Stravinsky – Rite of Spring premiere on YouTube

Okay, not the actual premiere, but the BBC dramatisation that was shown earlier this year. Alex Ross has spotted four videos on YouTube (1, 2, 3, 4) covering the complete first performance. As you’d expect from the BBC it’s pretty authentic stuff – Nijinsky playing with the house lights, cues and beats being shouted from the wings to dancers who could no longer hear the music over the catcalls, the costumes, etc. I don’t know how much of the dialogue is authentic, informed guesswork (‘go back to Russia’, ‘long live Lenin’), or pure fantasy. Some of it is, unfortunately, clunky BBC sitcom writing. But the thing as a whole is an incredibly powerful experience. As an artistic triumph over adversity it’s second to none, and with the benefit of hindsight and plenty of judicious editing the audience interventions and disruptions only add to the power of the music and the ballet (in which the travails of the dancers and the characters they perform are shown as closely intertwined). Another interesting observation is that in this dramatisation (and again I don’t how authentic this can claim to be) it is the women who enjoy it more – almost all of them shown like it, whereas male opinion is fiercely divided.

Anyway, it’s well worth half an hour of your time to watch this.


7 thoughts on “Stravinsky – Rite of Spring premiere on YouTube

  1. perhaps some digigent soul could start compiling a page of Classical Videos from youTube and Google Video. There are certainly some gems out there, and the ability to play a video direct from you’re page could make it a onestop shop.

    An opening for some some visionary. (pardon the pun)

  2. thank you for this! Great stuff. You’re right about the dialogue, I think, most doubtful they’d have shouted ‘she should see a psychiatrist!’ back in 1913, but even so it’s a powerful recreation of a legendary performance and terrific music. Wow. Don’t you wish you’d been there.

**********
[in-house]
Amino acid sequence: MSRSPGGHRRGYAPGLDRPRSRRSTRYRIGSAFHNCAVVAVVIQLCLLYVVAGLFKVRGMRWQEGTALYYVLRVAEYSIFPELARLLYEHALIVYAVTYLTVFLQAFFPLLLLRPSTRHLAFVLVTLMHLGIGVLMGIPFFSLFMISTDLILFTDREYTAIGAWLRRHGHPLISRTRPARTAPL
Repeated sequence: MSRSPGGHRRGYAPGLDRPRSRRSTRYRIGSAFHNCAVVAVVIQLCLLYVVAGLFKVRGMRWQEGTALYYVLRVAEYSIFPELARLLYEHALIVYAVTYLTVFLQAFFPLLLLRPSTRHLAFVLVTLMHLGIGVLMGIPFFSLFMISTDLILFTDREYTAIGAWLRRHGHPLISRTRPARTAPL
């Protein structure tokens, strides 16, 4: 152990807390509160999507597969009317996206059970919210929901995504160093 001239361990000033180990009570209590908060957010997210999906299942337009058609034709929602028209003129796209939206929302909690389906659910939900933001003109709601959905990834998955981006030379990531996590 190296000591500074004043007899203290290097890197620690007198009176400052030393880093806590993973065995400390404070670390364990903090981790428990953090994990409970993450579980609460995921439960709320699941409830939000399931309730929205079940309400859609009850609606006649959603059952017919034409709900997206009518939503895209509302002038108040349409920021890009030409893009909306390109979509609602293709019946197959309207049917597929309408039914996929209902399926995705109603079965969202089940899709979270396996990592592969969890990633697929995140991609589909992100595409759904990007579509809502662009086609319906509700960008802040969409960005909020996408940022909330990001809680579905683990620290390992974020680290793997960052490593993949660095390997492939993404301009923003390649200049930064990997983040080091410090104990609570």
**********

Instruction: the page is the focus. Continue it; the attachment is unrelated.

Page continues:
3. I remember seeing this on TV last year. I remember they put the genius firmly with Nijinksky, Stravinsky was portrayed as something of a baffoon, and certainly more of a hunchback than he was (photos show him to be a small, but not entirely inelegant man).

    Interestingly, Steven Walsh says in his Grove article:
    “The riot which attended the première has been much chronicled. It was a typically Parisian affair, targeted as much at Nizhinsky (whose choreography of Debussy’s Jeux two weeks earlier had been disliked) and even at the theatre’s manager, Gabriel Astruc, as at the music, which in fact was largely inaudible. The open, cinema-like design of the new theatre tended to encourage a certain social fractiousness, as perhaps did the hot weather and the presence of a less-than-committed touristic element in the audience. The open dress rehearsal the previous day had passed off without incident before an audience that was actually more typical for the Ballets Russes: a mixture of society – le tout Paris – and seriously interested musicians, balletomanes, artists and literati.”

    There are so many myths surrounding the Rite; Saint-Saens’ alleged storming-out after the bassoon solo; Stravinsky’s subsequent claims about the intuitive nature of the music (‘I am the vessel through which the Rite passed’); the standard of the orchestral performance etc. We know for certain that the composition was not as intuitive as Stravinsky claimed, given the large amount of Lituanian folk material in the score; and it’s likely that the performance was pretty shambolic, but as Walsh notes, it was probably drowned out. As for Saint-Saens – I don’t think we’ll ever find out.

    I don’t think the BBC drama did very much to dispel any of these myths; if anything it only helped to give the piece even more notoriety; I’m not sure whether this notoriety is deserved or not.

    That said, the re-enacted performance is pretty interesting – there happens to be another one on the tube without any of the audience in it, the Joffrey Ballet from 1987. I think the choreography is pretty revealing, certainly puts the work in its correct context: an accompaniment to dance. [1] [2] [3]


  4. I second the doubt. I believe this has become more legend than fact. Partially due to society’s constant need to make fantasy from the past, and partially from Stravinsky himself painting an image of his “trials and tribulations” for a sympathetic ear (as if he needed one!).

    I’m not sure of the BBC’s research on this but it looks as though they took into account the rumors as much as the music. At any rate, it makes for great TV.

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